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Youth Representation on the Archbishops' Council

The Archbishop with Robin Rolls, Director of Youth Ministry

Tuesday 22nd July 2008

The Youth Council of the Diocese of Leicester visit the Archbishop at the Lambeth Conference.

The Archbishop of Canterbury Dr Rowan Williams today promised to begin the process to have youth representation on the Archbishops' Council.

Dr Williams was responding to a challenge from young people who were reporting from last week's "The Lambeth Talk", an international youth event in the Diocese of Leicester. The event brought young Anglicans from all of the world to discuss their experiences as young people in the Church and in the world.

While the room might have been stuffy, the atmosphere wasn't as the Chair Matt Rusk and Vice Chair Becky Jackson of the Youth Council of the Diocese of Leicester explained how their Diocese was making a fundamental shift to make a place for them.

The Diocese of Leicester, under Bishop Tim Stevens, has allocated a significant amount of its budget to employing youth workers, and has set up a Youth Council which meets with the Bishop every two months, and is given a voice at the diocesan synod. Its purpose is not simply to meet the needs of young people but to incorporate them and their ideas into every area of church life.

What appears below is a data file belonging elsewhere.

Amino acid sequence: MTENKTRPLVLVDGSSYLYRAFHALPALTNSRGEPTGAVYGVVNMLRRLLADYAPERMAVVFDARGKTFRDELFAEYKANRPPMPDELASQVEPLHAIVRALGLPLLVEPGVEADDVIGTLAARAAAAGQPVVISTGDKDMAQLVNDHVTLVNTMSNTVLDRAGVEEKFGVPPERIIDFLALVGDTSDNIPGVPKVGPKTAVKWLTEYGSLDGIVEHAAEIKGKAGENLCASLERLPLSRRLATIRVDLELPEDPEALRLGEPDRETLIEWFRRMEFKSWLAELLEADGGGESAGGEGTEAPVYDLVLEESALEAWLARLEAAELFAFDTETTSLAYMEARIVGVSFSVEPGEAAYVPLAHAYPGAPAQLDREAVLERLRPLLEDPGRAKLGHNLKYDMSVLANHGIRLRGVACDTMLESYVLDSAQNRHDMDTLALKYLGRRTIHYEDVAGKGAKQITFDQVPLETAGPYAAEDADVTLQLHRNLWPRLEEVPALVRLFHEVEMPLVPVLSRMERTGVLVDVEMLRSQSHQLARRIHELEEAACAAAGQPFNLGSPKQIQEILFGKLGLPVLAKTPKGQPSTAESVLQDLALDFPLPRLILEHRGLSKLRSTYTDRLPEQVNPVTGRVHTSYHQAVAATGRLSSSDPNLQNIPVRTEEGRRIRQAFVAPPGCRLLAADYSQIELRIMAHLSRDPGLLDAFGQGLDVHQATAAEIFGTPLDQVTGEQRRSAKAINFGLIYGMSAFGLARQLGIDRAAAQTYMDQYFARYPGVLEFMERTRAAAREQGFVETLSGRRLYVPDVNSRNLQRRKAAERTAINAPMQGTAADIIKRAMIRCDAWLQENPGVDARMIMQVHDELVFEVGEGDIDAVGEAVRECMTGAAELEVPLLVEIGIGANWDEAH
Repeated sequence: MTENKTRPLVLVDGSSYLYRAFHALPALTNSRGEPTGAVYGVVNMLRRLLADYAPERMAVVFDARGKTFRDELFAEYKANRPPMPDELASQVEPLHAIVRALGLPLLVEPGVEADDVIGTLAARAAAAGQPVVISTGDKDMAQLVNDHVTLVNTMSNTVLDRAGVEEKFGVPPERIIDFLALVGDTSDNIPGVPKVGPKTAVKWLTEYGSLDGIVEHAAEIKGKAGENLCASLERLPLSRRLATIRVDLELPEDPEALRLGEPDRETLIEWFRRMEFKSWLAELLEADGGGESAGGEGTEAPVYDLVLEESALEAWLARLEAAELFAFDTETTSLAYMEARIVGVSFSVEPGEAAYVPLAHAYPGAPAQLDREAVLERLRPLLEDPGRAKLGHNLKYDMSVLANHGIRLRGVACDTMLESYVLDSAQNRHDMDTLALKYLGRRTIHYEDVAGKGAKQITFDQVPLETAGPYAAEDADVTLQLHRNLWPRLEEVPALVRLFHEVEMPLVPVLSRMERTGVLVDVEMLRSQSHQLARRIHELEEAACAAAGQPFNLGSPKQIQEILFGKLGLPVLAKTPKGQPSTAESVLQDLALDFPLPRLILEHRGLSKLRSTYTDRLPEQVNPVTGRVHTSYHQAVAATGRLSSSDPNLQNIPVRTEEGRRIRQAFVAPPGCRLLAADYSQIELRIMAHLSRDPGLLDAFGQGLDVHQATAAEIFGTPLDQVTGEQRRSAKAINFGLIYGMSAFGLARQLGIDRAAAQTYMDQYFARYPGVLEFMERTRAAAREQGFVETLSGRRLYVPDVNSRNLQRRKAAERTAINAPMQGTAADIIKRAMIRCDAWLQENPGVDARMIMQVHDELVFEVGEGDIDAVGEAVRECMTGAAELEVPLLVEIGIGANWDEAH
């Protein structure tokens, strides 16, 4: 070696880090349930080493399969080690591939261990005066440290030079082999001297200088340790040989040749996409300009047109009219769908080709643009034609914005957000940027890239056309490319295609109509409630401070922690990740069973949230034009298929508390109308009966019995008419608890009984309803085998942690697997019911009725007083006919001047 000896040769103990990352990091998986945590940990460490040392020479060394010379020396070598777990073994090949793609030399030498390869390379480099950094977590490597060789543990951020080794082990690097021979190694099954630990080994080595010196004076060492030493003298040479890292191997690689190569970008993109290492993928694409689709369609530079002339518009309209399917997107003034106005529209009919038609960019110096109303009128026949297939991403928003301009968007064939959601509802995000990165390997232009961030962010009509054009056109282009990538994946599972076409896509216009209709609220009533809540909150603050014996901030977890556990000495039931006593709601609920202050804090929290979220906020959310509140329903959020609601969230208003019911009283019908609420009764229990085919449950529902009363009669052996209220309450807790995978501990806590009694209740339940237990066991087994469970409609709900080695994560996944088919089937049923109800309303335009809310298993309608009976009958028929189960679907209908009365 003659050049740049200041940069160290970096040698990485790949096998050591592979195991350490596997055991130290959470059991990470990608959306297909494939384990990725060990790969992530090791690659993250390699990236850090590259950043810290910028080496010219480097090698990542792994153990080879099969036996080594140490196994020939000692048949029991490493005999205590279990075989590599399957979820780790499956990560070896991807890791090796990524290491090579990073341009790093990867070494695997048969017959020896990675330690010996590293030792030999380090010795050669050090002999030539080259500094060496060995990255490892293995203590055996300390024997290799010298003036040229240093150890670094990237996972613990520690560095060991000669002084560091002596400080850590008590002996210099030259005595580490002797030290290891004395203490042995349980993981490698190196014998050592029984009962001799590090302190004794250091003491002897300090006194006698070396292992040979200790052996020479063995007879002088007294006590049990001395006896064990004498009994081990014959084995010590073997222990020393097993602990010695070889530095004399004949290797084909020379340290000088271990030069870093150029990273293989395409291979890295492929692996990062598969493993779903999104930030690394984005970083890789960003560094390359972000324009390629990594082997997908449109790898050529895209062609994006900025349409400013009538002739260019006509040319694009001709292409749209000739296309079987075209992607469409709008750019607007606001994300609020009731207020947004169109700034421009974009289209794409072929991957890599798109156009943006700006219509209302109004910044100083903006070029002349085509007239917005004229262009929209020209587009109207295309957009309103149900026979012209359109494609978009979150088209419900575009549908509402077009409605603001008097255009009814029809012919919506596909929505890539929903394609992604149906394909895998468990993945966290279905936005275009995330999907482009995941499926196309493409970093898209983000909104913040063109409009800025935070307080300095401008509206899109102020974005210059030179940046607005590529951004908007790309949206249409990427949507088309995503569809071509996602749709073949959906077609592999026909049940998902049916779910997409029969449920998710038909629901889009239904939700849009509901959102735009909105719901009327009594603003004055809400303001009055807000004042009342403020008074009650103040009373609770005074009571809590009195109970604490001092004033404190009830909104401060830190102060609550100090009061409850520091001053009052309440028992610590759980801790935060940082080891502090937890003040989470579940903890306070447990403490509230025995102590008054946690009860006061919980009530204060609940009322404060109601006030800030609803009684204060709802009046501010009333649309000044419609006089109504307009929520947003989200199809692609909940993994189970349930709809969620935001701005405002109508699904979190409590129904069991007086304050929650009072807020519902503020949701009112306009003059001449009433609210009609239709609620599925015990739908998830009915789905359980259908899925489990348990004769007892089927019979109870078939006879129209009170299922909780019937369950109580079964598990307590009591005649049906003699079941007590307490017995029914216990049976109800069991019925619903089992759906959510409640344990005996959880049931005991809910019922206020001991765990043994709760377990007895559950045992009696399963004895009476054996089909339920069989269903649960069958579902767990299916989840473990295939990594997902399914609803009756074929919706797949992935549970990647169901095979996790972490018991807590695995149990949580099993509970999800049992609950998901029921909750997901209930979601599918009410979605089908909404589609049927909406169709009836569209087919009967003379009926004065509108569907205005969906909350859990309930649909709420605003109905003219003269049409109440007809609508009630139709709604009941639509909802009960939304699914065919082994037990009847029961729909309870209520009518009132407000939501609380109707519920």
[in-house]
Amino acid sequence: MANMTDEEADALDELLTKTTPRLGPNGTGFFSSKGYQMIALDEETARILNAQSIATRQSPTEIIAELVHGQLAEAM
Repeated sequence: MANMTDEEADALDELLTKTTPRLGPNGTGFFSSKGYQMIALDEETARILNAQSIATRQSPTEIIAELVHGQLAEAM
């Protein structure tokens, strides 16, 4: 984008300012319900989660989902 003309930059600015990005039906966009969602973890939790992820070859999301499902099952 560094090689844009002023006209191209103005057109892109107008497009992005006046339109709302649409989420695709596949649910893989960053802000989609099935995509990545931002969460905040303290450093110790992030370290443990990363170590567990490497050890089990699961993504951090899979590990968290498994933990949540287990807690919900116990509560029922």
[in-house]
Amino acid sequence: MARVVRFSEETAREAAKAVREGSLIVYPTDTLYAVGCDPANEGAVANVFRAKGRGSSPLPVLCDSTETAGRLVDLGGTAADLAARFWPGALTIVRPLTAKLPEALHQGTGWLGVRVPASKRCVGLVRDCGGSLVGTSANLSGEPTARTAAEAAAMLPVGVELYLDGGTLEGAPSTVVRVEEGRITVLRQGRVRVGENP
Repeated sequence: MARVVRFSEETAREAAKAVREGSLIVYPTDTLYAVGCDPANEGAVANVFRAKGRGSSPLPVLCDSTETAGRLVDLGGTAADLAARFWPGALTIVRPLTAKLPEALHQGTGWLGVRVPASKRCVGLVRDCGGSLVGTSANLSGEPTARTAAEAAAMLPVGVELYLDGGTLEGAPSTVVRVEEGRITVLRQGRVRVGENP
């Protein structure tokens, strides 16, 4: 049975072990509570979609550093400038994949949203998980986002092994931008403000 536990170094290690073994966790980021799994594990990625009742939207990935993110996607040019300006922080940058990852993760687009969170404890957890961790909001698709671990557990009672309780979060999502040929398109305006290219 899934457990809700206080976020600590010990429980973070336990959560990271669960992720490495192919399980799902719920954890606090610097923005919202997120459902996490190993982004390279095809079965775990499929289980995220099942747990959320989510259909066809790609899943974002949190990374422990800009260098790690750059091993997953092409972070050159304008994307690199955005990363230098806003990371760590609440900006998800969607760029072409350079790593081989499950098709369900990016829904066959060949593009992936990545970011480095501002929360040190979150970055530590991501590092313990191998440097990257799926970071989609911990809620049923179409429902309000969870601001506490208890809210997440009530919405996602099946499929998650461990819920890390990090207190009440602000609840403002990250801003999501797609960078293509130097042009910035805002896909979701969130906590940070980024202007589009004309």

"Bishop Tim puts his heart and soul in and listens to what we want to do," Miss Jackson said. "Without his support a lot of what we try to do wouldn't be possible."

Both Miss Jackson and Mr Rusk asked Dr Williams to consider whether a similar model of engagement with young people could be adopted on a national scale, with the Archbishops of Canterbury and York meeting at least once a year with members of the Church of England Youth Council, and youth representation on the Archbishops' Council.

"I'm going to step up to the plate and say yes to the both of those challenges," Dr Williams said, when all bishops present were asked to make a pledge to do one thing to make a difference to youth in their area of responsibility, "To meeting the Youth Council in the next twelve months, and starting the ball rolling on youth representation on the Archbishops' Council."

Pledges from other bishops included a commitment to have youth representation on all diocesan committees, and a promise to implement the recommendations of a report into the needs of youth in a diocese.

"We need you to lead us"

There are many active young Anglicans, but they face challenges to their commitment to the church.

"The first thing I felt in my parish church was that I was the only person my age. I love the old people, they're really cool, but it's also quite lonely and I feel in a minority," said Miss Jackson.

And when you're a minority, it's hard to change things, said Mr Rusk.

"You're not always regarded as an important part of the church, but in fact the youth are the future of the church," he said.

Milly Dewasi, Diocese of Mt Kilimanjaro, TanzaniaDuring the session, participants from The Lambeth Walk, including Millie Dewasi from Tanzania, took the attending bishops through games to illustrate issues that face Anglican youth around the world. In one game, Miss Dewasi invited a volunteer, Suffragan Bishop of Aipo Rongo, Denys Ririka, to engage in a life-sized, blindfolded game of snakes and ladders, where he was led by two young people around a "board" of life events that took him backwards or forwards.

"How does it feel when to be led blindfolded?" Miss Dewasi asked the bishop.

"I feel safe when you are leading me," he replied.

"That is how young people feel in the church," Miss Dewasi said. "You need to lead us."

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